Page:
The second novel is where it really goes off the rails though. Rita was apparently traumatized after seeing her best friend murder her other friend so she decided to go down a dark path. She forces people to get eaten by the Titan she planted in the city and tortures others until they get her some intel. Nobody is safe now and she murders her father and is prepared to do the same to Mathias if she can find him as well as her best friend Amanda. The novel shows us in great detail just how insane she has become. It gets about as bad as the main Titan series in that regard and there’s no way she can come back from this.

This is why the ending of the book is rather hard to swallow. The author suddenly tries to make her sympathetic as she was only trying to help and she’ll be a nicer person now. She has this 180 character development in the span of 2-3 pages as Titans attack the city and suddenly we’re supposed to see her as a nice person again. Mathias also forgives her for murdering everyone and putting the townspeople in jeopardy every day since it just doesn’t matter now. Never mind the fact that one of Mathias’ main allies was poisoned to death right in front of him on Rita’s orders. She may claim that it was for the greater good, but she stepped well over the line of vigilantism and became an evil villain during this book. It was far more extreme than the book and characters acknowledge afterwards and it was just puzzling the whole time. It was an even more drastic character arc than Shu’s from Guilty Crown and that’s pretty scary. It may not be in Black Butler levels quite yet, but Rita is easily one of the most evil main characters that I’ve ever seen.

It goes without saying that I didn’t like her. Regardless of how good she was in volume 1, she nullified it all in the sequel. I didn’t care for Mathias either as there is no way he should have panicked so much upon seeing the scout and he handled the situation as badly as possible. It was hard to take him seriously as the rebel leader since he was always terrified of everyone and got tricked so many times. He was just annoying to see. The rebels were also a bit much as they were all too overconfident and full of themselves even though they could never do all that much when it came time to fight. The super hyped leader of the Rebels went down in the worst way possible as his drinking habits finally got to him and poison ended his career. You’d think that he would have been a little smarter about something like that.

In the end, the only real good character was Amanda. Even she was a little fishy as she took forever to make a move and just allowed people to be tortured and eaten. At least she did something about it though. She also got a lot of hype as being the best fighter in the squad, but naturally once she turned good, Amanda was surpassed by Rita. So much for the hype eh? She still put up a good fight though and was probably the only character who actually stayed true to herself. Again, the book kind of glossed over the fact that Rita was so evil in the end as she gets Amanda back her gear and they team up again. It just shouldn’t be so smooth. If anything, I think the ending should have kept Rita as a villain, it certainly makes more sense than suddenly making her a hero again.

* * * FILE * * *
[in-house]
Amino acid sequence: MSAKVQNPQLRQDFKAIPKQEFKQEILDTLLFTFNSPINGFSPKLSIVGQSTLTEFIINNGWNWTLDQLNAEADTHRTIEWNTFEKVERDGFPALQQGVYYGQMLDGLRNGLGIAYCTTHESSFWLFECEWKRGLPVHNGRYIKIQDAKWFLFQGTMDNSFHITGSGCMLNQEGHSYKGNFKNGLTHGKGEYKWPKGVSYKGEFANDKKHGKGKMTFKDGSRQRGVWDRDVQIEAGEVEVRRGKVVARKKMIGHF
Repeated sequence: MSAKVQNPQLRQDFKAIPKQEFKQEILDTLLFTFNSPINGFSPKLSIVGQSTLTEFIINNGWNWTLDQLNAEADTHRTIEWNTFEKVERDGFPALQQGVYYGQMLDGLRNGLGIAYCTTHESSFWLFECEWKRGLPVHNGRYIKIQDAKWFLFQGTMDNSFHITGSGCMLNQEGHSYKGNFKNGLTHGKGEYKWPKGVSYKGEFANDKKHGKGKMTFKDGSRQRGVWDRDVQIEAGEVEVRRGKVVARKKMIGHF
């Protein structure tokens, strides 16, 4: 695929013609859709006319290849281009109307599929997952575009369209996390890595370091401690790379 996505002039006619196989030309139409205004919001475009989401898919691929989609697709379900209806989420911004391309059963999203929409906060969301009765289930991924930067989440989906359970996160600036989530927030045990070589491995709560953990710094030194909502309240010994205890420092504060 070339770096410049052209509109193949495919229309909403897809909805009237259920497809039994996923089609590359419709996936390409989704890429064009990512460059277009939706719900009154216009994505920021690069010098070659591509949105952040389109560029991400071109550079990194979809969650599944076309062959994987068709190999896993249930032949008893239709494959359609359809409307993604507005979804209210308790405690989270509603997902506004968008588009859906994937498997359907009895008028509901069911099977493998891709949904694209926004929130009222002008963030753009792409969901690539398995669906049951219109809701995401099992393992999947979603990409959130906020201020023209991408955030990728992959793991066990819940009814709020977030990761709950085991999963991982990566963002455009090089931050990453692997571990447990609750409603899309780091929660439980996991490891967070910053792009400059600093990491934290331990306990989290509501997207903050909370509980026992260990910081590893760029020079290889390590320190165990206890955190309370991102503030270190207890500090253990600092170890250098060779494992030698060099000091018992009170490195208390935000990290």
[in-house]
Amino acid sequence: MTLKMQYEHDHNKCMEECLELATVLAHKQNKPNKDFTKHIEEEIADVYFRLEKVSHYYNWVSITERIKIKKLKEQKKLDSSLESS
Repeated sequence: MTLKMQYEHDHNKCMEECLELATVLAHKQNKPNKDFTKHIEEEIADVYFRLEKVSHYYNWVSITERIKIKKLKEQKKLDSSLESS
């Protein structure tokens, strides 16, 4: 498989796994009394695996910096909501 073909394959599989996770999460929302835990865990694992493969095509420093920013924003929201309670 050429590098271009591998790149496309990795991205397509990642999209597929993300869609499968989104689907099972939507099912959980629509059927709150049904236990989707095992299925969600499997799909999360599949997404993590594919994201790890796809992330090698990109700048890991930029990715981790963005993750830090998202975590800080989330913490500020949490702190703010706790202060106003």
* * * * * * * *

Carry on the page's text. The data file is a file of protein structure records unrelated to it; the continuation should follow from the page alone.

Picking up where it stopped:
Even the ending doesn’t offer much hope though as the heroes lost their town to the Titans. Their plan is to head to the next town, but they already know for a fact that the Town doesn’t want them and will attempt to slay the group. It’ll come down to yet another fight and that should give the Titans an opening to move in and take them all down. It’s Attack on Titan though so you should never expect anything even remotely happy for the conclusion.

Overall, What started as potentially the best Titan novel ended up being the worst one. It’s why I always say that you can’t really tell these things ahead of time. A whole novel (or 2 in this case) is more than enough time for a story to turn rotten. You won’t even recognize the characters by the end as they could basically be other people. In the end, what really destroyed the book was that it was way too dark and violent. If you thought the other novels were gritty, this one is far more intense. The novel could have made Rita’s character transformation a little less drastic and it would have worked a lot better. There’s no good reason for her to become a full fledged mass murderer. She should have just gotten more obsessed about the rules and we could have had the town be under a curfew with a lot of punishments handed out every day. The situation didn’t need to jump all the way to 10 so suddenly. Had the book showed some restraint, it would have been a lot better and glossing it over so much at the end didn’t help either. If you want a good Attack on Titan novel, I suggest checking out Before The Fall. It’s the only good one at the moment and shows you what Titan novels should be like.

Overall 1/10